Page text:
A PINCH OF SALT might imply that all the songs are humorous and should be taken with a pinch of salt; perhaps there are a good proportion of entertaining sea songs because the sailor's way of facing up to life is, often enough, to laugh it off. But there are many degrees of saltiness, and we have included a wide range of antiquity from the old pirate ballads like 'Henry Martin' to the more contemporary compositions about canal barges and submarines. The new songs are modelled on the old patterns and tunes. For example, one of the best known of the older British sea songs describes both the loss of life and . the loss of a whale in the Greenland fishing grounds; it is a similar situation which touches off present-day ballad-writers : the capsizing of a Scottish lifeboat.
For singers we've a crew sprinkled with salt in varying degrees, for no Britisher lives far from it or long without it. There is also some range of antiquity-from a veteran sailing barge captain to a young Naval petty officer aboard submarines. All share in common a dislike of machinery. The bargeman is a champion well-known in yachting circles; he knows not only every mud and sandbank in the Thames Estuary, but every coral reef in the Pacific as well; for him the internal combustion engine is the invention of the devil and he even despises the discovery of the windlass, pulley and lever. The petty officer turns his attention to the never-failing machinery of Admiralty orders. Next in sea-going priority might be an Irishman who can handle a Connemara turf boat as well as knowing how to 'run aground on a lump of coal that isn't marked on the chart'!
On A British Submarine — This occurred in 1954. You may remember that after Her Majesty's coronation she set off on a World Tour. For her return, says Tawney, the Admiralty designed a wonderful plan for welcoming her home. They sent a number of ships in line ahead and among these were five submarines. The idea was that they should pass down the port side and give three hearty cheers. They worked out exactly how the cheering of the Queen was going to take place, BUT …
Maggie May — Generally claimed by Liverpool, the singer brings this notorious lady up the Thames to Woolwich, and even hints that she has visited his own home in the Suffolk yachting centre of Pinmill on the River Orwell between Harwich and Ipswich. Maggie went to Van Dieman's Land (Tasmania) but as to the final fate of her sailor friend, here is part of a concluding verse which I heard:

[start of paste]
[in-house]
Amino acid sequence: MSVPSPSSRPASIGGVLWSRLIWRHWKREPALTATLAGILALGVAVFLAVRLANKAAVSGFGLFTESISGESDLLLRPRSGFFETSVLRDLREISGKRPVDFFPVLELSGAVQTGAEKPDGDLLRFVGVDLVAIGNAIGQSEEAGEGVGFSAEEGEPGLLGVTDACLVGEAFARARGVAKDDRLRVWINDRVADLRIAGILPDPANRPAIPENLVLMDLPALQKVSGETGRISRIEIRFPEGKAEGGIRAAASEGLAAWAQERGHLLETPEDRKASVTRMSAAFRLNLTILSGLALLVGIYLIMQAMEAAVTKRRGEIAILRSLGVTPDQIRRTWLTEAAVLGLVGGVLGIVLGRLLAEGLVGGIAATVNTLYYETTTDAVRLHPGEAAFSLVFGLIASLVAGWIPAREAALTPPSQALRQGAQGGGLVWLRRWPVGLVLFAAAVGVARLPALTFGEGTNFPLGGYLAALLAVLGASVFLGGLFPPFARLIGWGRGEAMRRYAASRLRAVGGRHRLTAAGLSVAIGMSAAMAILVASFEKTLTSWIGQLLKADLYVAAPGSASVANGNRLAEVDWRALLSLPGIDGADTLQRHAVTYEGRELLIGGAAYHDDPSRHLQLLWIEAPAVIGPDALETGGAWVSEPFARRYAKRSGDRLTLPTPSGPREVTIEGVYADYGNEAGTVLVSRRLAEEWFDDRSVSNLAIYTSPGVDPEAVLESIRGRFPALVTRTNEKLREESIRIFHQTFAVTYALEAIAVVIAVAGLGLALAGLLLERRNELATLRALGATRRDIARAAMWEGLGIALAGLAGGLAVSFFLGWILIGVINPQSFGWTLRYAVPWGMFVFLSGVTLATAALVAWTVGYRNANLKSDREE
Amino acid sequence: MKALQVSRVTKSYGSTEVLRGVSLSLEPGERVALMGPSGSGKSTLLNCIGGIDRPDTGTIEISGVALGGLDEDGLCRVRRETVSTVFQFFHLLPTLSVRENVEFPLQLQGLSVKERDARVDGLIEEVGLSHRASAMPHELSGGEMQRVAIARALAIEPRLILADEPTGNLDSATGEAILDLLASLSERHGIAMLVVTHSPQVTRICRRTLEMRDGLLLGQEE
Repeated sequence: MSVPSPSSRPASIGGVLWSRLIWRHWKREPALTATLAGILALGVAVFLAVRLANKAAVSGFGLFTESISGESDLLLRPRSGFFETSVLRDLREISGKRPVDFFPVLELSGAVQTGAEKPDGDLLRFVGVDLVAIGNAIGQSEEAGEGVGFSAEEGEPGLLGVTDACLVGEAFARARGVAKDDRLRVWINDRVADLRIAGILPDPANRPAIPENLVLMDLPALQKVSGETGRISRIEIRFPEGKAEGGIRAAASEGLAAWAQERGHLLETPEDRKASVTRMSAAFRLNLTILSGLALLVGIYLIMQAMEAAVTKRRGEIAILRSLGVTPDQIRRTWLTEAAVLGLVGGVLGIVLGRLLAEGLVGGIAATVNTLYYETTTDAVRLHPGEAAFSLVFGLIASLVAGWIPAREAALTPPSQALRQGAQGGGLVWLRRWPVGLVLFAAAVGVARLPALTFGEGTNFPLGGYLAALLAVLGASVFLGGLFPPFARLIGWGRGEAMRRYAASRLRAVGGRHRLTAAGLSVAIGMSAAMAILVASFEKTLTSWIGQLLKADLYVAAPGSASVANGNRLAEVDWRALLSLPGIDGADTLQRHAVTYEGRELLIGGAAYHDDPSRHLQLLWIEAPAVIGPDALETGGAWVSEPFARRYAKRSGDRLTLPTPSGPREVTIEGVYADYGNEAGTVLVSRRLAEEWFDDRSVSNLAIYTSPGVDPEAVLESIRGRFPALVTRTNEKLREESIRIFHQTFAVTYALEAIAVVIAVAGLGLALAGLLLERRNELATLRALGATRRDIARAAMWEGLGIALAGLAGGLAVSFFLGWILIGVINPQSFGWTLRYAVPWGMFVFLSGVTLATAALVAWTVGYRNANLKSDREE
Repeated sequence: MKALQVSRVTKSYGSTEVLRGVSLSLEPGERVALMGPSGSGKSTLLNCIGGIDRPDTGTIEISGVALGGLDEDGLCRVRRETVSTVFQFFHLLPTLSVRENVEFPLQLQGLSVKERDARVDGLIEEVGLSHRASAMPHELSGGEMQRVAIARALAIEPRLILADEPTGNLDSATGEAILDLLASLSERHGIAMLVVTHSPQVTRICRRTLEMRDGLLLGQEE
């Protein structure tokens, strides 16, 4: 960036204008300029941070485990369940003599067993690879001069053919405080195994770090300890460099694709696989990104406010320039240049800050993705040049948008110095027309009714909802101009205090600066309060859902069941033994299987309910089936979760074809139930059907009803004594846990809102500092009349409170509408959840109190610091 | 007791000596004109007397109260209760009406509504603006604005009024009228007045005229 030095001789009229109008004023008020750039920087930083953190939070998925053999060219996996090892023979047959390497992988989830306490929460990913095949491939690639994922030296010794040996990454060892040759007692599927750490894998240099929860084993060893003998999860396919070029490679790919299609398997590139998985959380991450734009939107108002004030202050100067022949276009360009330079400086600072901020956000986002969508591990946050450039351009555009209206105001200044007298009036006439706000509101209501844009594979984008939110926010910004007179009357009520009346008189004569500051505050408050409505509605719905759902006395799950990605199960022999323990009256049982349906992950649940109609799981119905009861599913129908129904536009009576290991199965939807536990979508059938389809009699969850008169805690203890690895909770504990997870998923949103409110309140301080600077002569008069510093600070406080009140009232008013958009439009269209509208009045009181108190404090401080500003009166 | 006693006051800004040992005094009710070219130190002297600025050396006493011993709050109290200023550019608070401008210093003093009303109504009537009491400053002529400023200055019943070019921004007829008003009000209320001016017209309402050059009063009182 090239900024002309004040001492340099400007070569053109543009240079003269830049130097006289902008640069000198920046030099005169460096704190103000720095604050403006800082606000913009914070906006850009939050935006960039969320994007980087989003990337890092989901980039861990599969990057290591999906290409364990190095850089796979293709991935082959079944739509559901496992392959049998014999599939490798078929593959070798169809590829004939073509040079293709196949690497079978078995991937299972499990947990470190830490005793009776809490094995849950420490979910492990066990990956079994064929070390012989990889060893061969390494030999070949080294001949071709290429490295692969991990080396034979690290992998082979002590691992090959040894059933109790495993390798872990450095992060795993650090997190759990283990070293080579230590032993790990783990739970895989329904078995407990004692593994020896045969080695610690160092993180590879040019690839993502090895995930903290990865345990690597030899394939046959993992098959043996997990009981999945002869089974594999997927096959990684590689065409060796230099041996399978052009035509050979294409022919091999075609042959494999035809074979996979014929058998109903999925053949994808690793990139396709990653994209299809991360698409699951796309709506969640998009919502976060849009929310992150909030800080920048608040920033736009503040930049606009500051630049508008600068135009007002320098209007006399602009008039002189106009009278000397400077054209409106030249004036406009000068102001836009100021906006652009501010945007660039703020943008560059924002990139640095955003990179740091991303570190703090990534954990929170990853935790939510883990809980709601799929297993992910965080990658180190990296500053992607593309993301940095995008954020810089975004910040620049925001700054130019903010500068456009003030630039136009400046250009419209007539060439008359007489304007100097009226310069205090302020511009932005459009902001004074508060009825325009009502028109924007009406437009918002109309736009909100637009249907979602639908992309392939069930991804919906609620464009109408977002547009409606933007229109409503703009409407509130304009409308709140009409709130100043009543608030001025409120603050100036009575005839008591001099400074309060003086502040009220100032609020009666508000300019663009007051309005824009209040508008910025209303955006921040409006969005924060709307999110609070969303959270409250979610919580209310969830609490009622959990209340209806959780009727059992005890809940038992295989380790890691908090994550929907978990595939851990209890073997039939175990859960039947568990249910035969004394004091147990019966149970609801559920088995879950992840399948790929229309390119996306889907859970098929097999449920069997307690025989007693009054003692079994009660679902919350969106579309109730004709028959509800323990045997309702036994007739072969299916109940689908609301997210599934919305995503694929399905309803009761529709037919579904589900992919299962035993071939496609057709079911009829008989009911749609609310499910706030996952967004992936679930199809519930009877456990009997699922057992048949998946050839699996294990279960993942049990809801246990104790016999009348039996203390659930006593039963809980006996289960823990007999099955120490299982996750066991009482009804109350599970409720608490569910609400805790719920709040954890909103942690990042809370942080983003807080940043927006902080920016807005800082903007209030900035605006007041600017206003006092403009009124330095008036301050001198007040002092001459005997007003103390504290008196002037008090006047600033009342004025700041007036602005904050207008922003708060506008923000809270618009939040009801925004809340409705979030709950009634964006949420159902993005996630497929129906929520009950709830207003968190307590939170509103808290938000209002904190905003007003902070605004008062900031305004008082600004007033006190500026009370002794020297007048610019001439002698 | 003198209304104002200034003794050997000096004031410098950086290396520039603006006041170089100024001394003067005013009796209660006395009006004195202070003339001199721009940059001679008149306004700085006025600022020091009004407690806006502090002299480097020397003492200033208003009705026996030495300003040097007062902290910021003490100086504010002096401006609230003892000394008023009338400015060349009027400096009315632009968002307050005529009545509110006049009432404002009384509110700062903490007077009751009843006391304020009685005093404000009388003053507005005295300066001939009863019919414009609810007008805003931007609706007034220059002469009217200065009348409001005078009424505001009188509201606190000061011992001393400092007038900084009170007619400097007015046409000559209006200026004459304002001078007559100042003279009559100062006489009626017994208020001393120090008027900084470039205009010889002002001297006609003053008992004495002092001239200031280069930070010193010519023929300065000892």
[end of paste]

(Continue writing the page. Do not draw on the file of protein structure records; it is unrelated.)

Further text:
The rain came down in torrents as I wandered through the streets.
The water soon was flowing through my socks
With no tin I could not linger, so I turned a comic singer
And I made my first appearance at the Docks.
The Handsome Cabin-Boy — Very different from the style of English Folk Singers is that of the Lowland Scots Ballad Singer. Long periods at sea in the old days must have set many a sailor dreaming of the possibility of female company on board. The tune and accompaniment seem to echo the feeling of a sailing ship becalmed in a slow and dream-provoking swell.
The Mary Anne McHugh — This song, like 'Phil the Fluter's Ball', was composed by the late Percy French within the pattern of traditional music. Based on the 'Cruise of the Calabar' and set to the tune of 'Limerick the beautiful', it is typical of British canal barge songs. Although Percy French's original words have been published, this song was learned orally and has undergone the unconscious changes of folk evolution. In this version, the route taken by the barge may seem a bit back-end-up, but this no ordinary barge. Learned orally and sung in traditional style by Irish folk music collector Seamus Ennis.
Santy Anno — An American sea shanty which was popular with British sailors. The words on British ships were generally improvised but this text is concerned with the battle between General Zachary Taylor, who later became President of the United States, and the Mexican General Santy Anno, which took place in 1847. Taylor held a mountain pass, although outnumbered two to one, and lost one sixth of his force. Like the music of other shanties, the tune is a cosmopolitan blend of nationality, but predominantly Negro and Irish.